In one of her journal entries, Carmen wondered why our Tita had always been obsessed with getting her a car. She describes that Grandma would always say to her, “Te voy a dar dinerito para que te compres un carro,” and then she’d wink and smile with that mischievous smile she’d often give.
Tita Carmen, or Abue, never drove. When she was young she attempted to learn how to drive with a Jeep, but crashed under the anxiety that her second husband’s stern and rigid coaching caused her. He had no patience for the process or for life. She never picked up the keys to a car again. She spent the rest of her life waiting for transportation – whether it was the trolley, the bus, or a ride.
She was such a free spirit, an explorer and adventurer at heart. Her spirit was too wild to be contained, and that was evident in her decisions to leave both of her husbands, even when she didn’t have a penny to her name.
Tita Carmen never saw her lack of driving as an obstacle, however. She knew every bus line, every trolley stop, and every transfer point. We didn’t always have money to spend, but growing up, my grandmother and I would get on public transportation and discover places we had never seen before. Sometimes going somewhere would take hours, but we’d both peer out the window the whole time – I imagine that seeing new things was as exciting for her as it was for me. It was also a way to daydream and escape some of the more difficult and painful experiences in our lives.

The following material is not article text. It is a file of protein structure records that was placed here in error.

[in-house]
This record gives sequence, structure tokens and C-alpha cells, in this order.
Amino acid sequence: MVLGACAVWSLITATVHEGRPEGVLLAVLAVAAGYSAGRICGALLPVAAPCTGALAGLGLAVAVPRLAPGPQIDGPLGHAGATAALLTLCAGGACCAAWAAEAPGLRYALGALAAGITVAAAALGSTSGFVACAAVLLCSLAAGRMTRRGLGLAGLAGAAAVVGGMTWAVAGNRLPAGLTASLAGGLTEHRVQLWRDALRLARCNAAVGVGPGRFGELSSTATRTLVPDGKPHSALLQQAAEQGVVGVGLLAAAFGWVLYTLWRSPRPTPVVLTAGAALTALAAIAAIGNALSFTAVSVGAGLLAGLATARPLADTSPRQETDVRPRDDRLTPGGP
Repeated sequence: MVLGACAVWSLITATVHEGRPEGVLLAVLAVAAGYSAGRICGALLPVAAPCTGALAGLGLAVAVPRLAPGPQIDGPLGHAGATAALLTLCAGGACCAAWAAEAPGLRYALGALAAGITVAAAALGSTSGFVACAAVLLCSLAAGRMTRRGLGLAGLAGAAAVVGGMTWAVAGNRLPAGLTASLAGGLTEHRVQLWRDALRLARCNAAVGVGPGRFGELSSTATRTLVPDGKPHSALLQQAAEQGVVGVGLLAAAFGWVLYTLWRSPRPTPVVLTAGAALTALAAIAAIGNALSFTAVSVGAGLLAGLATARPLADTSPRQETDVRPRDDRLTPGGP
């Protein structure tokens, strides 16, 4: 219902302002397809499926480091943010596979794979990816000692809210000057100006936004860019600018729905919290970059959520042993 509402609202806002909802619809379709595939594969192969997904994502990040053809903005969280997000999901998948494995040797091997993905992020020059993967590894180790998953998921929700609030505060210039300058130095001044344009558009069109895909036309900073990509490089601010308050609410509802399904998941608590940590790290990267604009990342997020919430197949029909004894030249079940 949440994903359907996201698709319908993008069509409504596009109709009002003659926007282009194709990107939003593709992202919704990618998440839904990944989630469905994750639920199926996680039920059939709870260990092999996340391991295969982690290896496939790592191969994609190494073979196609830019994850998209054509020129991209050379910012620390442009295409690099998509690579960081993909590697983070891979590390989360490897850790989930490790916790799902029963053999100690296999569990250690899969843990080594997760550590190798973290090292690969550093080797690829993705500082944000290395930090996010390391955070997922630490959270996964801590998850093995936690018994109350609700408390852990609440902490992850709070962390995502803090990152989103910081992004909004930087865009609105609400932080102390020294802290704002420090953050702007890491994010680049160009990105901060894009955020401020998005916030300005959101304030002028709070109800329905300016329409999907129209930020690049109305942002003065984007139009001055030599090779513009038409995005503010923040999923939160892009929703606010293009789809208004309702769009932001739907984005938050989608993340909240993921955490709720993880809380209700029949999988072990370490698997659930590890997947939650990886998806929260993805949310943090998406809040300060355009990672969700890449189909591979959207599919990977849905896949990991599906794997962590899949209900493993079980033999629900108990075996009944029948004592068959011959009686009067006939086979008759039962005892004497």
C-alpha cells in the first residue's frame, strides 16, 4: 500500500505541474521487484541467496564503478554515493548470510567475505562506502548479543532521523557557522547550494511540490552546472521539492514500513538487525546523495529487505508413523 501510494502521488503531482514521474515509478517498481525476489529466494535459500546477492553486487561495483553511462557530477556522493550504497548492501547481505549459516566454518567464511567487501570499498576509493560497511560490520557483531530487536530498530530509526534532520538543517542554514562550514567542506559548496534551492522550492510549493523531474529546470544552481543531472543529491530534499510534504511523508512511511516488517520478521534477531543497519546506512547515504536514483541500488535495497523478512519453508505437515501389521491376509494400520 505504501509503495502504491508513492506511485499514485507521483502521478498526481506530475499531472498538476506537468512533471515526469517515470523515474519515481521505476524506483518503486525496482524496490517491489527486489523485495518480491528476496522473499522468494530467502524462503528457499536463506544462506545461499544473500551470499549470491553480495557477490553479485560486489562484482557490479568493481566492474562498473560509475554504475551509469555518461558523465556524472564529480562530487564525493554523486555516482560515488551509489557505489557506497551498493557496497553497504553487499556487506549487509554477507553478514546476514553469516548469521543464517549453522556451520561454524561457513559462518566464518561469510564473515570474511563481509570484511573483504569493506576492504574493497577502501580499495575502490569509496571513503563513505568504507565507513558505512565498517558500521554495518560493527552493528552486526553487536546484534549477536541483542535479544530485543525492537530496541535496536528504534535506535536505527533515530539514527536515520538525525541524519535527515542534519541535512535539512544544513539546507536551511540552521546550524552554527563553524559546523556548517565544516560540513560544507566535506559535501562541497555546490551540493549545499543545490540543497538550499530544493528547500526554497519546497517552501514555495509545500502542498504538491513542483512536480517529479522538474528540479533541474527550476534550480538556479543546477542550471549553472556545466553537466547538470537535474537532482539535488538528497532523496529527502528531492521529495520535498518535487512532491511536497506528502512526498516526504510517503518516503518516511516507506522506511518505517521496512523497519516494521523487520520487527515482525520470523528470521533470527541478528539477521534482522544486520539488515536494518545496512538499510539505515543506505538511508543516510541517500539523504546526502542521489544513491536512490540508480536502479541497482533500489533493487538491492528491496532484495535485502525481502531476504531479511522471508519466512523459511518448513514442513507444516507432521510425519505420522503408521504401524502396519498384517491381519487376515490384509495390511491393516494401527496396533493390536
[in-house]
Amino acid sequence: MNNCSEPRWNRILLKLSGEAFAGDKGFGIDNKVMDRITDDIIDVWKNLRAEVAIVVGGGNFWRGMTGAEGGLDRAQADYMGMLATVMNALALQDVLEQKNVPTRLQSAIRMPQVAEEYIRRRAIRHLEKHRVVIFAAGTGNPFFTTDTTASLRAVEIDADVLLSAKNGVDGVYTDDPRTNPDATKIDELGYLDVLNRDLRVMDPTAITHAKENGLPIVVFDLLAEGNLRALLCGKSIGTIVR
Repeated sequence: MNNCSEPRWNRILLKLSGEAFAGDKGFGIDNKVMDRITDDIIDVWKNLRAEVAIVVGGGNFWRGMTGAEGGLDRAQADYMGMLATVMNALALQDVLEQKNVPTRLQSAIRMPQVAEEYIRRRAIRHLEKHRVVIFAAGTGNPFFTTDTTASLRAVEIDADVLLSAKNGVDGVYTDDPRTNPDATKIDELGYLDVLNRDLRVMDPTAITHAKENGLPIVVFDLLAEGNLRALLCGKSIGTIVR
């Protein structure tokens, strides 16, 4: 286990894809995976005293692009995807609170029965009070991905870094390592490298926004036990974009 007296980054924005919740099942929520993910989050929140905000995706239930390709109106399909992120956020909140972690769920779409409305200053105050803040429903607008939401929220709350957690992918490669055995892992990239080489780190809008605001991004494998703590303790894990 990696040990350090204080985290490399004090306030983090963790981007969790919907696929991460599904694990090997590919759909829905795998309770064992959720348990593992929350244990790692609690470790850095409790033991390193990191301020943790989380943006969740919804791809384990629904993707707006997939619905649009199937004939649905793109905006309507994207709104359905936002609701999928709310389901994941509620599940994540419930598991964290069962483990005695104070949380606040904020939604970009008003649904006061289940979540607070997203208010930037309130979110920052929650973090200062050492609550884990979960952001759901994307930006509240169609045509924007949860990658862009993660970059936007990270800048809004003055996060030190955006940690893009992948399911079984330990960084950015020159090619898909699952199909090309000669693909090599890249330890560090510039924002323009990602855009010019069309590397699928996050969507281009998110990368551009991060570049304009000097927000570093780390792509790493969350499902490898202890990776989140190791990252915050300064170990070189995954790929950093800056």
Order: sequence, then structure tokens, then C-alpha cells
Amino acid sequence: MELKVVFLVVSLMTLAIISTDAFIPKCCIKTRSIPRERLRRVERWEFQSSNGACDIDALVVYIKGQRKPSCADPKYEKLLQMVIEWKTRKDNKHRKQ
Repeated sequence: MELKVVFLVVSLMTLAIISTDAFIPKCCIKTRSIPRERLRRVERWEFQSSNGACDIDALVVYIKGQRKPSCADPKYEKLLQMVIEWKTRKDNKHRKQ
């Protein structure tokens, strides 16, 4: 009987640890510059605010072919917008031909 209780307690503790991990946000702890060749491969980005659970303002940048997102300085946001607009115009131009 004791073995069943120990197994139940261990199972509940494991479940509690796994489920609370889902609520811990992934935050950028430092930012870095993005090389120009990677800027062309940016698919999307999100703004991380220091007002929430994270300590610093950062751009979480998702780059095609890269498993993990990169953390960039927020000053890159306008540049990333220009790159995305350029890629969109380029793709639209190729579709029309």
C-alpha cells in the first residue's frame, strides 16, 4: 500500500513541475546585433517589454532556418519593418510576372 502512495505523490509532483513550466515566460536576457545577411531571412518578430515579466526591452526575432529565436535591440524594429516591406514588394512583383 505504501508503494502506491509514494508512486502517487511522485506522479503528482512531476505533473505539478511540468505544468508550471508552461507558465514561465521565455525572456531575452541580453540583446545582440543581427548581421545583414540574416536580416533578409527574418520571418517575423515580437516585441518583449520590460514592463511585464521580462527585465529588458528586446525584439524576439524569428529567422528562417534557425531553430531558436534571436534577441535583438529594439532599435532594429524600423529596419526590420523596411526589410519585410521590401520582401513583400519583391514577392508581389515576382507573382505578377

When we lived in San Ysidro, we would take the trolley to Seaport Village every Sunday. We would pack a lunch and spend the whole day there. Seaport Village always hosted a band at the Kiosk located at the Eastern side of the village. There were always the regulars, mostly older folks swing’n and groov’n to the quintessential and nostalgic Americana music. My grandmother having had a long and drawn out challenge with chronic hip pain and deterioration of movement watched with joy as the couples showcased their jitter-bugs, square dances, and two-steps across the floor. She’d sometimes reminisce about her dancing adventures with Rumba, Cha-Cha-Cha, and Danzon. She’d describe her sequenced Casablanca evening gowns, her wedged platform shoes with rhinestone ankle straps, her black fur stole held together with a crystal brooch, and her pin-up hair. This era of her life would be a far cry from the 14 years of back-breaking work she endured in the agricultural fields of California.